Here's Why Everyone Loves The Phoenix Rock Lottery

The Phoenix Rock Lottery left a lot of people happy.EXPAND
The Phoenix Rock Lottery left a lot of people happy.
Michelle Sasonov

There might not be a better event to showcase local Phoenix talent than Crescent Ballroom’s annual Rock Lottery, presented by “Psyko” Steve. Every January, a motley crew of regional musicians is shuffled up, given just a few hours to form a band, learn three original songs and master one cover. The proceeds benefit Rosie’s House, a nonprofit that offers free music lessons to underprivileged youth. Nice.

The last few years, this event has sold out, making it perhaps the only local concert that attracts such a large audience when no one has heard the music. When I arrived, 15 minutes before show time, it was already nearly a full house. The bleachers and both levels outside were packed, and David Moroney was spinning vinyl — Pro Teens and Bogan Via and Radiohead. Oh, that’s why it sounded good in here.

I bumped into Alex Benson, who was having trouble remembering his band’s name. “Oh, yeah, it’s the Wet Delicates,” he said, explaining it was a name rejected by Iggy Pop before he settled on the Stooges. Although he lived here not long ago, Benson flew down from Seattle for the Lottery, so maybe it’s fair to say this is a national event. And like years past, the Phoenix Rock Lottery showcased some serious creative expertise while kicking some serious ass. Here are your winning Power Ballad numbers.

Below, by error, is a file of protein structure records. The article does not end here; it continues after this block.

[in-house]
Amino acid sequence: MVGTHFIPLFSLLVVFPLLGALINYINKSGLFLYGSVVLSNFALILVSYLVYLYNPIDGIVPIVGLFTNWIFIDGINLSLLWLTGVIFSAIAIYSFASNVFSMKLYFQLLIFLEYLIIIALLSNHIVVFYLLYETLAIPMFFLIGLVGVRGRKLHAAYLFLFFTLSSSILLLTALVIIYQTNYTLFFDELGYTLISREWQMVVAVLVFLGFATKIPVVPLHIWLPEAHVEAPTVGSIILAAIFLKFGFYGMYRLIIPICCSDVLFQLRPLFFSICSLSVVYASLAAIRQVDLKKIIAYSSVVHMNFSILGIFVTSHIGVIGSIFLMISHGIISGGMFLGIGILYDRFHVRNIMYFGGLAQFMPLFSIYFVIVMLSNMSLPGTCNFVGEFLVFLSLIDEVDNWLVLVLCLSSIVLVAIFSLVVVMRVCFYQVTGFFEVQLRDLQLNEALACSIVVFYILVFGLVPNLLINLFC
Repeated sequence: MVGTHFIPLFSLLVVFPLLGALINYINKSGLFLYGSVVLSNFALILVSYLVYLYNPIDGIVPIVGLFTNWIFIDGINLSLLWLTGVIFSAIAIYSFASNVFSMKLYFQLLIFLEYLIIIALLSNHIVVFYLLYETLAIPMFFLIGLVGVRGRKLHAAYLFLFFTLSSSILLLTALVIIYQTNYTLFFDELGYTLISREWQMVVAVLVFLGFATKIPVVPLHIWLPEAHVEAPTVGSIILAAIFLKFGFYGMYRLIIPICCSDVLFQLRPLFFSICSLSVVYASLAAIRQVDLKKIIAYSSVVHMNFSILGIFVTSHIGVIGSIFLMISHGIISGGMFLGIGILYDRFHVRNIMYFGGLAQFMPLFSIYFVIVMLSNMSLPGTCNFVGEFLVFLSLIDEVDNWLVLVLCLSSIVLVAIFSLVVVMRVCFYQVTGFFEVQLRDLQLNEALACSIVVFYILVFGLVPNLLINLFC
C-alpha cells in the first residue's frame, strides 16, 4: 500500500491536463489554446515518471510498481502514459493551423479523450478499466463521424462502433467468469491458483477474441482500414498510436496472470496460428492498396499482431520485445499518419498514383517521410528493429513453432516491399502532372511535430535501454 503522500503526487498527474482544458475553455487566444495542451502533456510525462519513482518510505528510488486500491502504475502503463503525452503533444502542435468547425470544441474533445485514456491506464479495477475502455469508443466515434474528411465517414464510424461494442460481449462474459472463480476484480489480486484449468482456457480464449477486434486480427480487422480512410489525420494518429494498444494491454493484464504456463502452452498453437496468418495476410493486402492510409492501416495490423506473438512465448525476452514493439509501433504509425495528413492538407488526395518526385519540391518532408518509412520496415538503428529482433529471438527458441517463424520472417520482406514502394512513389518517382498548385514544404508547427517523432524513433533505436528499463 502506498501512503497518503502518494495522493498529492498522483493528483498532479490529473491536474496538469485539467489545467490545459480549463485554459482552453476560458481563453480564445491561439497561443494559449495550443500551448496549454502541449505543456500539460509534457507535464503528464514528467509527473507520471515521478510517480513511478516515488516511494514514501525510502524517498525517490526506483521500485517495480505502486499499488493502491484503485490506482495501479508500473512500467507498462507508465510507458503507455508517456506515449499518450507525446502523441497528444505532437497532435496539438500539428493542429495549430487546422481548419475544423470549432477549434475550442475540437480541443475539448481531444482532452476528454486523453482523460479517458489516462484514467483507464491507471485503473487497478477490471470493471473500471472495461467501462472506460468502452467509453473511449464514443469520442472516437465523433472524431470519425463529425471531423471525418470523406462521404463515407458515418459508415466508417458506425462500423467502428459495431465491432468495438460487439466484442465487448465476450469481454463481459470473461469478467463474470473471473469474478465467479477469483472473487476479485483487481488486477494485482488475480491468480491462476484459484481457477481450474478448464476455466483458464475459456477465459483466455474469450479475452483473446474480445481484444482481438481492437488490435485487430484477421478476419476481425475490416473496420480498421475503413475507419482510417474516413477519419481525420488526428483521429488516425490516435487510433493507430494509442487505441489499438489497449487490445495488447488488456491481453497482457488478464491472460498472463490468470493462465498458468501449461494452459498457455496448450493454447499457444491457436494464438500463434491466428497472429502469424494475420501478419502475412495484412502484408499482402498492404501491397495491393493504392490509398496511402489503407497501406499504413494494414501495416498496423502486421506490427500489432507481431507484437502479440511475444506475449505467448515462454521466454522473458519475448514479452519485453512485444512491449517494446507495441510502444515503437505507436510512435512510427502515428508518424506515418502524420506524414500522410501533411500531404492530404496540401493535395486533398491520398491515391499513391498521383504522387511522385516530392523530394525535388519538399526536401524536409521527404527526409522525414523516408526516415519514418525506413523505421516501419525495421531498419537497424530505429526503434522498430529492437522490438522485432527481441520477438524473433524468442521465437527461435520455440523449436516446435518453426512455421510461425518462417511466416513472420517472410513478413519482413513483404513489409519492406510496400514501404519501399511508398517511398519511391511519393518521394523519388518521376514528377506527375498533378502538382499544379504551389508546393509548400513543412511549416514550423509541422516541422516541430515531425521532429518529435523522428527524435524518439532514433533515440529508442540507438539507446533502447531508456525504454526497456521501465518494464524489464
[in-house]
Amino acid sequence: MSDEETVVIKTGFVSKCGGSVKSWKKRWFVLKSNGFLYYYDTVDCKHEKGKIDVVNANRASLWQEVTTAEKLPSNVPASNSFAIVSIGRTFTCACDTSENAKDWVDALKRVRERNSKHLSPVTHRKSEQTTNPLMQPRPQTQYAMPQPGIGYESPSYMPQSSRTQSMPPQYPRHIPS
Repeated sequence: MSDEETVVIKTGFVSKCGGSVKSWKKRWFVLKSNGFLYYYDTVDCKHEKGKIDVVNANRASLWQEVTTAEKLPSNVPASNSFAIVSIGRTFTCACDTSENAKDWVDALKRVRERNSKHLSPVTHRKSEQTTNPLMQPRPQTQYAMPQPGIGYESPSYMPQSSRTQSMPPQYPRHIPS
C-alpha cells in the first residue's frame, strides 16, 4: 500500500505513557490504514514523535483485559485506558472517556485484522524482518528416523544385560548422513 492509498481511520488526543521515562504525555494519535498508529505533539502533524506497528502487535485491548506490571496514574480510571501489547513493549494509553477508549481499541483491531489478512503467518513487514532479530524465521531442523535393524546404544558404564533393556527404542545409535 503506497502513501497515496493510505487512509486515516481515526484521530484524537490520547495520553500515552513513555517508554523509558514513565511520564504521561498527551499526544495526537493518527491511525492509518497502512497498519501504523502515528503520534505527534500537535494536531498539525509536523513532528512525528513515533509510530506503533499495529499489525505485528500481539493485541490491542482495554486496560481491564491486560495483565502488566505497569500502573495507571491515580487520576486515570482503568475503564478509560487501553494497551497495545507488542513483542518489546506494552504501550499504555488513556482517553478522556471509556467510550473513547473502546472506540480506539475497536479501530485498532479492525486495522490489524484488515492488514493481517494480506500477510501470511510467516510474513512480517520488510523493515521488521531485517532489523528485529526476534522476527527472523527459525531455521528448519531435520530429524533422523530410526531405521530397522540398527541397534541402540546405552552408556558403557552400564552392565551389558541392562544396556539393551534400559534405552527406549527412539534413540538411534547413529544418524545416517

Snack TimeEXPAND
Snack Time
Michelle Sasonov

Snack Time featuring Austen Mack (Captain Squeegee), David Marquez (Phoenix Afrobeat Orchestra), Jake Arrington (Underground Cities), Jared Geyer (Weslynn), and Corey Gloden (Wyves).

Snack Time opened the night with their cover: Marcy Playground’s “Sex and Candy.” It’s an instantly recognizable tune, which is great for the sing-along aspect, but they didn’t add much flair to make it sound very different from the original. You could tell they’d practiced their other songs more. “Pocket Food” was a four-on-the-floor hand-clapper, highlighted by scratchy, torn, almost post-grunge vocals complimented at the end by a psychedelic garage rock feel. The song’s chorus made me smile — not sure if it was supposed to be tongue-in-cheek or not — but their next two tunes affected me the most.

The first began with soft, starry guitar plucking — almost math-rock atmospherics. I dug that they traded vocalists for almost every song, and even if it sounded too much like Foo Fighters, the spacey, Appleseed Cast-like approach shone through, and you could tell there was some real emotion there.

It was even more packed at this point, and I only noted one girl on her phone, which made me realize that it’s really the audience that’s the coolest thing about the Rock Lottery. It’s not often you can get this many people — or anyone — to show up for a concert from beginning to end. You get the sense that locals really care about their musician neighbors. This event really speaks volumes about Phoenix’s music scene, in addition to Jim Adkins proving fame doesn’t always turn you into a prick.